The spending cut that wasn’t

Anyone familiar with decoding Washington-speak knows that while sequestration is routinely described as a spending cut (usually with adjectives such as “harsh,” “deep,” or the ever-popular “draconian” attached) it’s not really a “cut” at all.  It’s a reduction in the rate of spending growth.  The government will still spend more money after sequestration, which doesn’t even put much of a dent in the overall spending increases since 2008, let alone the size of government as a whole.

But even though the government continue to grow, certain individual agencies and programs will see  actual cuts.  The White House Office of Management and Budget long ago prepared a list of them.  For example, there’s the National Drug Intelligence Agency, which is losing $2 million out of a $20 million budget.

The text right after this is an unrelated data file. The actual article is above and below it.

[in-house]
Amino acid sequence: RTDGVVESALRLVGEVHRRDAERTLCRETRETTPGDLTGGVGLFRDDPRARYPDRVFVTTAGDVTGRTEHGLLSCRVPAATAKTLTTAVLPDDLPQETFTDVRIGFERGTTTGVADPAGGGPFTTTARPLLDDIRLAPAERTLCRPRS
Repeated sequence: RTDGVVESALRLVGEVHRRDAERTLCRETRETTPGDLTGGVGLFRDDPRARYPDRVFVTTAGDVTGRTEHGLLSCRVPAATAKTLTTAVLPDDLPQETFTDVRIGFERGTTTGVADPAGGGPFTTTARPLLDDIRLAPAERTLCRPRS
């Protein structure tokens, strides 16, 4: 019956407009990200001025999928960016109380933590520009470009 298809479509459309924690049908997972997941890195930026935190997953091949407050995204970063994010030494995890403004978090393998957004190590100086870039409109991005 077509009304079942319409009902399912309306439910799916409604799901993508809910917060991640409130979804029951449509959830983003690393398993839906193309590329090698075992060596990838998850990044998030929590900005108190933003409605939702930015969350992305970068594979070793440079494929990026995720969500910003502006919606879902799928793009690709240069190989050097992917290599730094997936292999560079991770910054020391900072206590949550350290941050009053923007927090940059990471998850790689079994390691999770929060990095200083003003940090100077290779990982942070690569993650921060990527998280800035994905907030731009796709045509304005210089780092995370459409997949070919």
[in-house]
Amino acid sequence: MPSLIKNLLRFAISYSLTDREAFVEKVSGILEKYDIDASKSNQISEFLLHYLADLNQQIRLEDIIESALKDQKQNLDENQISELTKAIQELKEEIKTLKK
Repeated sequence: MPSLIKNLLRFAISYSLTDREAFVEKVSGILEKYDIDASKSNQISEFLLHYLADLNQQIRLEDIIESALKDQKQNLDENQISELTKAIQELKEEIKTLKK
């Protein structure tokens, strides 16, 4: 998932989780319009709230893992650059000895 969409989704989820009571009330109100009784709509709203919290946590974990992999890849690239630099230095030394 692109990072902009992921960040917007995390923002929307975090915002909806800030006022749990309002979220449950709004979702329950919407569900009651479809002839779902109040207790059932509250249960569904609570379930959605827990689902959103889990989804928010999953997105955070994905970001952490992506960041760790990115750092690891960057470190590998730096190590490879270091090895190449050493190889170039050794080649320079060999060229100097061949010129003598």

A 10 percent reduction might not really be “draconian,” but it’ll certainly be felt in the halls of the National Drug Intelligence Agency!  Or at least it would… if the agency had not ceased to exist, three months before the OMB report was prepared in September 2012, according to Mike Riggs at Reason.

So President Obama is galloping around the country and insisting that an overall 2.3 percent trim will prove fatal to a $3.6 trillion government that can’t even keep track of which agencies are still in business.  No surprises there.  This is the same Leviathan State that subsidizes pizza advertising at the same time it’s spending millions to hector Americans about the fat in their diets.  And those were two different initiatives of the same agency.

Follow-up question: does anyone know where the money budgeted for the moribund National Drug Intelligence Agency is actually going?  Depending on whether or not sequestration goes through, that’s either $20 or $18 million that we taxpayers would like refunded.